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10.3

Types of Mechanical Parking System (in PAM Building) 10.3.1

Lift Box Type

Figure 10.3.1 Lift Box parking system

Figure 10.3.2 Lift Box parking system’s brand

PAM Building is a modern building with a limited space of parking area. It uses mechanical parking system so that it would fit more cars into the parking spaces. Lift Box Type of double deck parking system provides two parking levels in the space of one. This double deck system is used by PAM building parking. The dependent stacker parker do not require a pit. However, the lower vehicle needs to drive out of the parking bay before the upper deck can be lowered. Safety sensors ensure that cars are not accidentally lowered while a car is still on the ground level. The posts of the doubledeck stackers can be shared when they are installed side by side to save costs and precious land space.

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Prior to the commencement of works every person for whom the installation of a double-deck car park is to be carried out shall appoint an authorized person or a registered structural engineer. Such appointed person should submit to the building authority the proposal together with corresponding structural justification demonstrating the stability of the mechanized car parking system and structural adequacy of the building in which the system is to be installed.

Hydraulic double stage cylinder makes the doubledecker has a very fast lifting speed. When the platform moves down it is powered by gravity, so there is no electricity consumption for the hydraulic power pack. Even in case there is a complete power failure, the upper car can still be retrieved manually with the operation of a solenoid valve.

Advantages

Disadvantages

-No digging required

-Confusing for unfamiliar users

-Reliable & smooth operation

-Lower car must be moved first in order

-Requires minimum maintenance

to access or to move out the car on the top

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Figure 10.3.3 Doppeldecker components

Model

Doppeldecker DS2

Lifting Capacity

2700 kg

Lifting Height

2100 mm

Equipment Weight

1100 kg

Usable Platform Width

2100 mm

Electric Supply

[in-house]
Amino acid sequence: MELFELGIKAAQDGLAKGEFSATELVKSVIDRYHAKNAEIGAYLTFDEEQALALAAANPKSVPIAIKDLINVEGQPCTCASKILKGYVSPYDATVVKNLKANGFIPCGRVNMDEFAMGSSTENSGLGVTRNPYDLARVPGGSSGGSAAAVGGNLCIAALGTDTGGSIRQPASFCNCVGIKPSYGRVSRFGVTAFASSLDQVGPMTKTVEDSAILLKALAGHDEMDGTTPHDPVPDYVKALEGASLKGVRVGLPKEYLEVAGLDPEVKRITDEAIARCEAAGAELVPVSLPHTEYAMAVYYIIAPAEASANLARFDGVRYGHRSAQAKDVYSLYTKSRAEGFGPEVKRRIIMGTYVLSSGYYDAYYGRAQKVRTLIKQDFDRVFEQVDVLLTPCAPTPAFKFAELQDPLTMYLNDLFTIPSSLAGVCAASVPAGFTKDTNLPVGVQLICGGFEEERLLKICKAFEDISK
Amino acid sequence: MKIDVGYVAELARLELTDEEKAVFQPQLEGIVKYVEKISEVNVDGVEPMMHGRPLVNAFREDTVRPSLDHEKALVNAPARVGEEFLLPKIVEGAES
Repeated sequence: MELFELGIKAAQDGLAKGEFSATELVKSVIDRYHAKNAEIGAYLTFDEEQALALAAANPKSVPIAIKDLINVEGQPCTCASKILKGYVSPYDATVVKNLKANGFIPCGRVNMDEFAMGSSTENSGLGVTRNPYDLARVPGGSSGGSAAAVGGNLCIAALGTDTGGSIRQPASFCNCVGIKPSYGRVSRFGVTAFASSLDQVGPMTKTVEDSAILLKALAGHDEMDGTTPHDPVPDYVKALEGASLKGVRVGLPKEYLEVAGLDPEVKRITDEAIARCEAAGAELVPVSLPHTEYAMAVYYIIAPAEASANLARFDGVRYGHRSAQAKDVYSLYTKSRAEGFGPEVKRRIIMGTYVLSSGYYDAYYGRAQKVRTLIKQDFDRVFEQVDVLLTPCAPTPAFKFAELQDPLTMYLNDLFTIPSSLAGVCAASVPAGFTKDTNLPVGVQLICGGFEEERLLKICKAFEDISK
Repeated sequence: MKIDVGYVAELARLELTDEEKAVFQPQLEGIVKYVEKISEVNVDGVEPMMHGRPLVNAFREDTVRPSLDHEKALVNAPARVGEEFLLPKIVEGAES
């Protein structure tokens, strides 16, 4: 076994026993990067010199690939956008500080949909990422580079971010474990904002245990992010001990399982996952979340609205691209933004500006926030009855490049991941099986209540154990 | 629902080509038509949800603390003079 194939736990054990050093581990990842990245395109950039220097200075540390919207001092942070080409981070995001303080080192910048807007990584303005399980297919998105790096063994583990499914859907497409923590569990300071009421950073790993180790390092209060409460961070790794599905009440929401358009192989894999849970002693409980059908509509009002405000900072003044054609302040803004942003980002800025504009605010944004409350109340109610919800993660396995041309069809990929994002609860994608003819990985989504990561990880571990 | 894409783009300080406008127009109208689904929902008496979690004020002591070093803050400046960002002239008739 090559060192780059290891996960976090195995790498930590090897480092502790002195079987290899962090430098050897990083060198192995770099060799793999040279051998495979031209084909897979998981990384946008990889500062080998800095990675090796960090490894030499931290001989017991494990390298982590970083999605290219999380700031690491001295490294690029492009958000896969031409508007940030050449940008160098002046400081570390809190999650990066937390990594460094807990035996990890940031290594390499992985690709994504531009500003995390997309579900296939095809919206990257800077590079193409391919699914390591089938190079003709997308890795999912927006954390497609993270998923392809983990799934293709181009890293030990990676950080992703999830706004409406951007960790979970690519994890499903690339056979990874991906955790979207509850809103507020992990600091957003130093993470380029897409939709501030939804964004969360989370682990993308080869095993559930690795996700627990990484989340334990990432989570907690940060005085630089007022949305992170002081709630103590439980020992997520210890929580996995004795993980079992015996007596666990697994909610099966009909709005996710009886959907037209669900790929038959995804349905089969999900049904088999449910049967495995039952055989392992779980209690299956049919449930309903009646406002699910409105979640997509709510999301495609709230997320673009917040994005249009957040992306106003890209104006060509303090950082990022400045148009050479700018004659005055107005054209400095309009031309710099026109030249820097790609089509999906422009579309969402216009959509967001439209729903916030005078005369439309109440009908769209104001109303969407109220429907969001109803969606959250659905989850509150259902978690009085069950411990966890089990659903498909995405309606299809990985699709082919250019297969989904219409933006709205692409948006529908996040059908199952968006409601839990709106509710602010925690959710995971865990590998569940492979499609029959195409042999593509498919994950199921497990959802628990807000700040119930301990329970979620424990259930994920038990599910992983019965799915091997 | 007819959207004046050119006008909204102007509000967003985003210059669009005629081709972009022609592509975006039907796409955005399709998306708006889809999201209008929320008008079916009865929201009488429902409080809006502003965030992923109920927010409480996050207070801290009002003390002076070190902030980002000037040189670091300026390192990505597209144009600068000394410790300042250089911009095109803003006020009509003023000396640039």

220 V

Control Power

24 V

Locking Device

Dynamic

Lock Release

Electric Auto Release

Operation

Key Switch

Lifting / Lowering Time

50 / 45 sec.

Power Pack

2.2 kW Hydraulic Power Pump

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10.3.1.1

Operation and Maintenance 1.

The double-decker car park shall not be used for

lifting persons or vehicles with person. 2.

Platform can’t be use to rise oversized or

overweight vehicles 4.

The platform shall not be lowered when the

lower deck is occupied. The floor area directly beneath the platform should be clearly marked. 5.

Good maintenance is essential to safety. So

ensure the car parking system is always in good working condition by following the contractor's advice. Figure 10.3.1.1 Lift Box operation System

10.4

Safety System 10.4.1

Mechanic Lock

The platform holding the motor vehicle shall be mechanically locked automatically when it reaches the upper stop position. A visual indication or audible signal will be given, if the platform has not reached the upper or lower stop position or has not been mechanically locked every 10 cm of the post. 10.4.2

Overload Device

Unless there are other means to prevent lifting a motor vehicle exceeding the capacity of the platform/equipment, an overload device should be installed to prevent any movement of the platform and to give an alarm when the load on the elevating platform is in excess of the rated capacity. A limit switch to stop lifting mode when maximum height is reached 10.4.3

Emergency Operation

Emergency button to stop all operations immediately.

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11. Conclusion This report is the result of the hard work of everyone in the team, via good teamwork and proper communication.

The project has allowed the team to observe and appreciate small details in the implementation of building services, something we would usually take for granted. We gained immense knowledge on the mechanism of each category of service while at the same time gained a newfound appreciation towards the importance of building services in our daily lives. This project has also helped us in obtaining a first hand look at the applications of the theories we learned in the classroom.

The experience of working in a team of dedicated students will be beneficial in the future as the students move a step closer into entering the real world in the labor market, where the environment is competitive and challenging.